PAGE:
One of the best ways to keep our body fat in a healthy range is to maintain a good muscle mass. Maintaining our muscle mass also improves our overall fitness, particularly as we age.
Lifting weights and resistance exercises are two of the best ways to build muscles. Many women who work out spend most of their time on cardio exercises. Regardless of our fitness goals, strength training is always essential.
The Benefits of Weightlifting For Women
Weightlifting is rewarding for various reasons.
There is nothing wrong with being strong. Weightlifting strengthens our muscles. It means daily tasks and routine exercises will be less tiring. Improving our muscle mass and strength increases our physical quality of life.
Lowers Body Fat
The average woman who performs strength training 2 to 3 times a week for two months can gain close to 2-pounds of muscle and lose 3.5 pounds of fat. As our lean muscle increases, so does the resting metabolism, which allows us to burn more calories throughout the day.
Women don’t typically develop big muscles from strength training. Compared to men, women have significantly lesser amounts of hormones that cause hypertrophy or muscle growth. Weight training won’t make women bulky.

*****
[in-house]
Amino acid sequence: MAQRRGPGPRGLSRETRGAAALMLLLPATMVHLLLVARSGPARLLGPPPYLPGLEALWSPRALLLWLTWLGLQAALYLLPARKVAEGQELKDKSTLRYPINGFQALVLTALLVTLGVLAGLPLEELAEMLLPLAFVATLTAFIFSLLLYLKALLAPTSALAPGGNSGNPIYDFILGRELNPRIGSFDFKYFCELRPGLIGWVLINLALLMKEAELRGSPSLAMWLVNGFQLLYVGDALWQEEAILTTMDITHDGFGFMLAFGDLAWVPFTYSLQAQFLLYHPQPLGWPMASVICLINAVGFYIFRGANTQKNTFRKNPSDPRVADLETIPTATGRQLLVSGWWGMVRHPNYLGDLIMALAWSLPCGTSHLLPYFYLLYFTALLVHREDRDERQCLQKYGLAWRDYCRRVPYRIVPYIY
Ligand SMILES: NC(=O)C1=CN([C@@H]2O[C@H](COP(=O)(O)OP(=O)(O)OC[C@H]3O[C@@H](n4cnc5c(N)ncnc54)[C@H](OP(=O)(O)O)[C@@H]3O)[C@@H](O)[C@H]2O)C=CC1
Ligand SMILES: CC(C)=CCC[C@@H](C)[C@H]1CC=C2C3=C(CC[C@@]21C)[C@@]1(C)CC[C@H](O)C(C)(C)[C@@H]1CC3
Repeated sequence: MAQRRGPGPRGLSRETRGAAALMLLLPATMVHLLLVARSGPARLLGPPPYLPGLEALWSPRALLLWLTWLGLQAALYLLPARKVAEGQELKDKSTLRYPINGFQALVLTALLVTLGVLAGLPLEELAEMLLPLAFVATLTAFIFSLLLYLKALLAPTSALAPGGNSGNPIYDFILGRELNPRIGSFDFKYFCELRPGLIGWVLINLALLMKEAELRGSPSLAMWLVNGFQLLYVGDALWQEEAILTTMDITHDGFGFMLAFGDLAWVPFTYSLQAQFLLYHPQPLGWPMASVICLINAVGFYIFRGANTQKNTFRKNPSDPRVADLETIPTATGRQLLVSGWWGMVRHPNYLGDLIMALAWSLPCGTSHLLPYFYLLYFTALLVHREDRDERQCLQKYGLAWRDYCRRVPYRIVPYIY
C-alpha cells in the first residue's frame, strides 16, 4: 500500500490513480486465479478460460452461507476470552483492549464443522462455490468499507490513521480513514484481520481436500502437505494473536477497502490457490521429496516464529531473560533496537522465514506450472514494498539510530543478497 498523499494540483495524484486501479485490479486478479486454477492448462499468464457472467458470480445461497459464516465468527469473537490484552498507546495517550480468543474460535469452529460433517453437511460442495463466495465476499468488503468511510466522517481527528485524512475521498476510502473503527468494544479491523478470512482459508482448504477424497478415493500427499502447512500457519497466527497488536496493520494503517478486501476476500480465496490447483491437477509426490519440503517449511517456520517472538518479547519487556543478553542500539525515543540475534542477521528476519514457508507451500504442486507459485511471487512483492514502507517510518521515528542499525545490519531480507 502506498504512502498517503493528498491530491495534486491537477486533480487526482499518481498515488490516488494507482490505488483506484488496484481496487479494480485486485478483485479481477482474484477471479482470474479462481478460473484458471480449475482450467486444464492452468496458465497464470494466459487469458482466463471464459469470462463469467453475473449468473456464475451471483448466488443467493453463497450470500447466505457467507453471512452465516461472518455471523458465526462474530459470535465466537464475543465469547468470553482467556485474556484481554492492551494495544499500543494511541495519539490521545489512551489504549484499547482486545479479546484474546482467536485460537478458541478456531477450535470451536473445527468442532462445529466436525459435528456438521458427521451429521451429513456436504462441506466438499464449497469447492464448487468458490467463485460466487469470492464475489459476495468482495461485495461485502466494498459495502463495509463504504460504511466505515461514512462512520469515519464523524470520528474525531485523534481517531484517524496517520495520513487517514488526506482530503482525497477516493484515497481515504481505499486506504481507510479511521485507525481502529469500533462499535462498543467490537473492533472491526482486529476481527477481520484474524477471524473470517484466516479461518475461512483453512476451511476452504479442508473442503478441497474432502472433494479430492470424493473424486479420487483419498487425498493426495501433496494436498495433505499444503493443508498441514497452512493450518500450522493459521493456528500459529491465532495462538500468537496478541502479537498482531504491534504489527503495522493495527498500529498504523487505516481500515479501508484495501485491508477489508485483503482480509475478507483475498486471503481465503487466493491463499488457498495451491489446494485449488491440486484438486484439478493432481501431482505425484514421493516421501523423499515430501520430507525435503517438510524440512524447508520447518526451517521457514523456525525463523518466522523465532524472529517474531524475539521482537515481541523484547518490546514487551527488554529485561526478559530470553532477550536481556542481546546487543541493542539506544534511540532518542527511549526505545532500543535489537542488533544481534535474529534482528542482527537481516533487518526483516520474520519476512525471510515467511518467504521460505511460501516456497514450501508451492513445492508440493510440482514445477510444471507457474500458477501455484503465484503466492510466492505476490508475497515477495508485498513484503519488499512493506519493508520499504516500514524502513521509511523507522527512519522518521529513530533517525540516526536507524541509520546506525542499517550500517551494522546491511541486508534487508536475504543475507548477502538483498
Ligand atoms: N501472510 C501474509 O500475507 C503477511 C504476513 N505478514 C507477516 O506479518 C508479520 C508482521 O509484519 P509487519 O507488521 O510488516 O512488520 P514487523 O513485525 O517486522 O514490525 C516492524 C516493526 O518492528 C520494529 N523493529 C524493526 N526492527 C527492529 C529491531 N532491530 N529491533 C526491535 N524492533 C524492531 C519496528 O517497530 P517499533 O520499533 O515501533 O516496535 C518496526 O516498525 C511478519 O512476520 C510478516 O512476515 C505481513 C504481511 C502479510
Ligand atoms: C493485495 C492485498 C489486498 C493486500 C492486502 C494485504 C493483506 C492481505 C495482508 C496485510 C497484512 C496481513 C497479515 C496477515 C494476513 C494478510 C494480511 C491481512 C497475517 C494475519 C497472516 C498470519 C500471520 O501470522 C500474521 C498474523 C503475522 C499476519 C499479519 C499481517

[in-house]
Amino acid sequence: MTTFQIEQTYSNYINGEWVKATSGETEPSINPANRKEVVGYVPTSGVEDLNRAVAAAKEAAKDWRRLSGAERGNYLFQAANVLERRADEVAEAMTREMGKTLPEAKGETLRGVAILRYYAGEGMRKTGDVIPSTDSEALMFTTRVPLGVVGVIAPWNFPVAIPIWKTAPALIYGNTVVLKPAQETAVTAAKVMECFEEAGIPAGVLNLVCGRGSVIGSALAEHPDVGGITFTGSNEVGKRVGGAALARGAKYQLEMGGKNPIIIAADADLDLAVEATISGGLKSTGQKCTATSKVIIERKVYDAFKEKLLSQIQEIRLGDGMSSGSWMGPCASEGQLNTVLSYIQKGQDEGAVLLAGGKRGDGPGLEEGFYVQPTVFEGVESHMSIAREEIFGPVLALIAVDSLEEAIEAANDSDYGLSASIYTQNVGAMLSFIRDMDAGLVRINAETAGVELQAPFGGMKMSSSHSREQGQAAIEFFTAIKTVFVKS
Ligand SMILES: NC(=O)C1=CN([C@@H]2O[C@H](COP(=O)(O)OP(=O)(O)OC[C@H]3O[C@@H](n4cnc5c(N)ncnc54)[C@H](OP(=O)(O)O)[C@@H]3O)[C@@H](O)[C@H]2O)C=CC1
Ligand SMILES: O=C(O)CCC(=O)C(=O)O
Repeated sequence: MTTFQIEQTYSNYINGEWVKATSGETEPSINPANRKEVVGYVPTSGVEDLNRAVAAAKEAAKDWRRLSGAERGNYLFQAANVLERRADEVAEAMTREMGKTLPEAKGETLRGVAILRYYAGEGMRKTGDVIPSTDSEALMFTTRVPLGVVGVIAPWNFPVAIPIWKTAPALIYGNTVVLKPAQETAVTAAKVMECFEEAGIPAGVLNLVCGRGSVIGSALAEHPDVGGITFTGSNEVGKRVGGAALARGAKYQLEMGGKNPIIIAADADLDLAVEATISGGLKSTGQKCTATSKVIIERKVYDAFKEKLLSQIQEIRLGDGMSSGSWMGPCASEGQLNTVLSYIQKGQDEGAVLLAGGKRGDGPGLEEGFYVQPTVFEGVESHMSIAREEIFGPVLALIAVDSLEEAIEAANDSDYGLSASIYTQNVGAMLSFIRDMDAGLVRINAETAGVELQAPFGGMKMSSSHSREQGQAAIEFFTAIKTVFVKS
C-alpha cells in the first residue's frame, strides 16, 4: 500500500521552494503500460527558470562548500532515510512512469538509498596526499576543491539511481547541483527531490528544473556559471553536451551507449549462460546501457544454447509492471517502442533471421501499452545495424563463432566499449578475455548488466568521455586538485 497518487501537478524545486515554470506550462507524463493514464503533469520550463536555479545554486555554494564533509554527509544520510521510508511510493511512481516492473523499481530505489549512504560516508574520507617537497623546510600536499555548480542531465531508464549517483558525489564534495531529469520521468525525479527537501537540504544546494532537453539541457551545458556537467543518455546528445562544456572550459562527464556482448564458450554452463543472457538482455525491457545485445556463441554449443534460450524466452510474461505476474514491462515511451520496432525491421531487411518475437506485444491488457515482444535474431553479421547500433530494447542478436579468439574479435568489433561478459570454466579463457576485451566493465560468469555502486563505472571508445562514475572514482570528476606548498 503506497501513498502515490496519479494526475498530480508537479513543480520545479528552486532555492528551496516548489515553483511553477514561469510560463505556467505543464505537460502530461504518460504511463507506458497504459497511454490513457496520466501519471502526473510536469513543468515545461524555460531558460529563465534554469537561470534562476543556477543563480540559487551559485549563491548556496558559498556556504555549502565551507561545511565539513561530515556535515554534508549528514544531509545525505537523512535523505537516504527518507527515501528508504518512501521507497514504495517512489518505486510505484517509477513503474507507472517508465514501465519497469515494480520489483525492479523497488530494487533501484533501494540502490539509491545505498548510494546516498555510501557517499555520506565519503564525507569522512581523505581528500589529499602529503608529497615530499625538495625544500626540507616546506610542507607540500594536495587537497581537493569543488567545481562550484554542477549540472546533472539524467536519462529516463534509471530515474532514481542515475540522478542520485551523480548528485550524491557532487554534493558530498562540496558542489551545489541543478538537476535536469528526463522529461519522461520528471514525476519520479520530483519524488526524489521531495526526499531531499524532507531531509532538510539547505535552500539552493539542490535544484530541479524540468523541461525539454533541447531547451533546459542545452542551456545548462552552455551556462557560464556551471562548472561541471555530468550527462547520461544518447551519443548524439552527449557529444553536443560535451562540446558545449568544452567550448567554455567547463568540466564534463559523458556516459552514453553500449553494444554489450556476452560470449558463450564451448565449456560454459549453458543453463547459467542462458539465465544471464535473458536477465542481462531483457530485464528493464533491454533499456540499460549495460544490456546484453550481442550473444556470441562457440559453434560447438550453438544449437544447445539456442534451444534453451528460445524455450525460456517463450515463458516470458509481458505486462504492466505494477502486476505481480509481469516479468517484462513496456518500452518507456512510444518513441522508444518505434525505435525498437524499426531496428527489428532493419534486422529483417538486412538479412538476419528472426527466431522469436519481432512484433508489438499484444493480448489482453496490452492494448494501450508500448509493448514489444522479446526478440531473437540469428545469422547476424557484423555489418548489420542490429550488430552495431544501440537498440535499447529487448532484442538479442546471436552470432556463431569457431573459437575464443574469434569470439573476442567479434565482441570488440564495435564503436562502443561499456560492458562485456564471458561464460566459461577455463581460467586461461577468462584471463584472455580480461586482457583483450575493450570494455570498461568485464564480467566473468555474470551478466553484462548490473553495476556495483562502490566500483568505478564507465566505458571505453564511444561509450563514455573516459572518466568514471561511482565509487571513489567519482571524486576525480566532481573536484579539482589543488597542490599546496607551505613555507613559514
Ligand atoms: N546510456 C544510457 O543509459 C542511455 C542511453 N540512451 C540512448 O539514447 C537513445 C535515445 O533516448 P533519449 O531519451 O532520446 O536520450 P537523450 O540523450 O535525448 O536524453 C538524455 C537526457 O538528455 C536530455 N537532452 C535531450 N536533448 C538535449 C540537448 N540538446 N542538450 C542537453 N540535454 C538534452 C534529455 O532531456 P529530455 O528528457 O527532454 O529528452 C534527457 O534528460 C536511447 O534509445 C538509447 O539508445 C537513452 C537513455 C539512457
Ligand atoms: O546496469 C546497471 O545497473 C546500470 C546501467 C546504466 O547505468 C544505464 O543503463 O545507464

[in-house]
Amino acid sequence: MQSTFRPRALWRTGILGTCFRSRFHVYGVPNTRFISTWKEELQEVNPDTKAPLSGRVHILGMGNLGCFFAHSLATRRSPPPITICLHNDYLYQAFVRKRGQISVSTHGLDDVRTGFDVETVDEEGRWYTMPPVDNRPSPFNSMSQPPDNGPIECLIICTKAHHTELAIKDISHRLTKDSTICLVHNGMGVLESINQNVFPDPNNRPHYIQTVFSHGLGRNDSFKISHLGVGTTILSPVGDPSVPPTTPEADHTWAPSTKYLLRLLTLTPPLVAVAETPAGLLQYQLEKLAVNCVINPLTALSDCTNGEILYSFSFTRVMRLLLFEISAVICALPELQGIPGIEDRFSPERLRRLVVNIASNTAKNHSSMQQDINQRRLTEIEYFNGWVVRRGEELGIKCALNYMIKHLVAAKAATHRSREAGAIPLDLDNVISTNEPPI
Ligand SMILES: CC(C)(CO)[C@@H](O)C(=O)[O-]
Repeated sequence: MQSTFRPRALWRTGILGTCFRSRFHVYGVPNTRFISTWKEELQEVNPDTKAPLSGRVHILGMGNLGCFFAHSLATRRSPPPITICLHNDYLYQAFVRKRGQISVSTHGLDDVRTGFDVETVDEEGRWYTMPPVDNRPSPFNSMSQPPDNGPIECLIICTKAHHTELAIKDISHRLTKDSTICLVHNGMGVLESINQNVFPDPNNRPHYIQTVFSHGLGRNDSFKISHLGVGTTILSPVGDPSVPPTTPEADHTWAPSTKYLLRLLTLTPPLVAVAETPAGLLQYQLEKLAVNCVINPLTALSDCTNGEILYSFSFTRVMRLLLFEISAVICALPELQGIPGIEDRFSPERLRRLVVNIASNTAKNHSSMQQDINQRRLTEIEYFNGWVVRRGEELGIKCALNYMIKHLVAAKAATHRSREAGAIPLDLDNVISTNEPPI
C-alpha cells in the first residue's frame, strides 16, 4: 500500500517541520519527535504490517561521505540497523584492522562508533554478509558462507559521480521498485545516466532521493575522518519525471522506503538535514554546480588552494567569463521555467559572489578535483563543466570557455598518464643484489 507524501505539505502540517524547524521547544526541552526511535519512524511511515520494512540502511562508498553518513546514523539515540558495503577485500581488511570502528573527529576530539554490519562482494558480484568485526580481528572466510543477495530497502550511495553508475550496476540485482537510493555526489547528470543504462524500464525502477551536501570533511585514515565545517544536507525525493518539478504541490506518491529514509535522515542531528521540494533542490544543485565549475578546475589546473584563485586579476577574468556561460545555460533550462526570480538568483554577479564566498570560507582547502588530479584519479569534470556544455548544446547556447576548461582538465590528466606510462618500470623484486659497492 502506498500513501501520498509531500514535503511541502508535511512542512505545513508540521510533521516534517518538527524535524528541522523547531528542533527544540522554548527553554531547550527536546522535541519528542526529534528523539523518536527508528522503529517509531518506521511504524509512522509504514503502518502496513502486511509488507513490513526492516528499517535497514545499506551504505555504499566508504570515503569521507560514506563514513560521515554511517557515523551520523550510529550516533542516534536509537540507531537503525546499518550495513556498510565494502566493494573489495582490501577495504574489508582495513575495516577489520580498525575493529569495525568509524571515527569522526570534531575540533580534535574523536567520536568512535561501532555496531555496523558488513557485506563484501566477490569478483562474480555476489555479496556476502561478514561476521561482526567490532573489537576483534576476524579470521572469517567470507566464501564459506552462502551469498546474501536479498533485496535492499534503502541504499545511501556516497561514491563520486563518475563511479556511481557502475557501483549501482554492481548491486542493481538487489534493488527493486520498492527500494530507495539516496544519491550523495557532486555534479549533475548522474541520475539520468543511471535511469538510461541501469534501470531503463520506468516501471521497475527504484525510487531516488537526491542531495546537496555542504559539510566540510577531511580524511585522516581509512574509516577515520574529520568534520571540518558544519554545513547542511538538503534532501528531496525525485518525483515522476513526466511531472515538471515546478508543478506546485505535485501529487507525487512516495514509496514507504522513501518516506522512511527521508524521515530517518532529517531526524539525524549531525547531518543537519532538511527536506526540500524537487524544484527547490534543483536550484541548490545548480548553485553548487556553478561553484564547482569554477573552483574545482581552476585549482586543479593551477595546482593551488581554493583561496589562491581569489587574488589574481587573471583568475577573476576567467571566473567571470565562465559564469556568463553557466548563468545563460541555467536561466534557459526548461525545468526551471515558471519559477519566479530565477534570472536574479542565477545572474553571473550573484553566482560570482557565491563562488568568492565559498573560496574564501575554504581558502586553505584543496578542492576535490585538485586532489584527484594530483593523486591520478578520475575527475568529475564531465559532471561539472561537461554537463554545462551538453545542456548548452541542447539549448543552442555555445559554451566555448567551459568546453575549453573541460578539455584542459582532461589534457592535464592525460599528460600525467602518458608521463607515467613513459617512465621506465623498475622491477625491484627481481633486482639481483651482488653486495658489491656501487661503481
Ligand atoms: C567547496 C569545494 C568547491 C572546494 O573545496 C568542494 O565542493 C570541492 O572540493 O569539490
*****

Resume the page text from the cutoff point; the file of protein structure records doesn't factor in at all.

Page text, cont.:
Helps Ease Back Pain
Weightlifting and strength training builds stronger muscles, strengthen the connective tissues, and increase joint stability. The reinforcement of the joints can help prevent injury.
Strengthening our gluteal (booty muscles) can help alleviate or eliminate lower back pain and knee pain. Strengthening our joints can ease the pain caused by osteoarthritis.
How To Start Weightlifting or Weight Training
Every individual's starting point in their weight training journey will depend on their current experience and fitness level. If a person hasn’t done much strength training in the past, it might be best to get advice from a fitness trainer to learn proper form. Trust us that will help prevent injuries.
Once you’ve built some basic skills, move on to a regular weight training routine using weights, body weights, or a combination of both. If you’re not into the idea of going to a gym, get some basic equipment like kettlebells and dumbbells.
It might be best to start with one set of 6 to 8 repetitions of a few different exercises that target each muscle group. Focusing on compound movements like squats, deadlifts, bench presses, and push-ups is essential.
When you first start out, practice with an empty bar, light dumbbells, or a broomstick until you’ve got the correct form and movement patterns are second-nature. Now add more sets and reps. From here, you’ll gradually, yet consistently, increase the weight and reps, and it all leads to progress.
Strength training and weightlifting should be things we women embrace, not shy away from. Our core and overall strength are equally important as a man's.